Treatment technologies became increasingly sophisticated to address the capture and removal of the targeted pollutants. New issues emerged. As treatment processes moved from basic primary treatment into secondary treatment, tertiary treatment and beyond, challenges related to handling and processing of the captured elements (screenings, grit and sludge) needed to be addressed.

Sending the captured materials to landfill was the most commonly employed solution; land application of sludge was also considered for agricultural purposes. It was during this time of changing perceptions and priorities with pollution control, scrutiny of the collected materials warranted a closer examination.

With the more intensive forms of treatments being employed, increased accumulation of materials emerged as having a significant impact on operations and maintenance of wastewater treatment plants. The expense of handling, transporting and disposing of these materials incurred rising costs as well. This led to the creation of technologies that could process the screenings, grit and sludge constituents to reduce the volumes for disposal and separate out useful organics for return to process.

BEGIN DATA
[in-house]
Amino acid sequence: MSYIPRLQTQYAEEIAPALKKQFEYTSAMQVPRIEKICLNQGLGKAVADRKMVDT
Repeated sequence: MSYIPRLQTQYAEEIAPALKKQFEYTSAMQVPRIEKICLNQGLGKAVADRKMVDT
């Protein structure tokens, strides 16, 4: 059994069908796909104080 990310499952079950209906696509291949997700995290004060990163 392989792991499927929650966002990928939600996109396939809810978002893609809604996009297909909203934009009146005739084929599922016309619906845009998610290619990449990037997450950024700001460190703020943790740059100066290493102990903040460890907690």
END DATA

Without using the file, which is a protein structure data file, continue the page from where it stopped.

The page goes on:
Sludge gets a makeover

Public health and safety concerns regarding exposure to human pathogens with the use of sludge for land fill and agricultural land application techniques provided the impetus to create several EPS regulations regarding the disposal of sewage sludge. This rule also introduced standards for sewage sludge incineration. This groundbreaking regulation provided the framework to significantly expand the different safe uses for sludge. Many states followed suit with regulations for sludge treatment tailored to their unique drivers and requirements.

Monitoring perception and providing reliable education proved critical in breaking the negative paradigm of the word “sludge.” It is not clear when the term “biosolids” was officially coined. Notable groups such as the Water Environment Federation are on record championing the adoption of the term biosolids to provide a distinction as far back as 30 years ago or so.

What is clean sludge?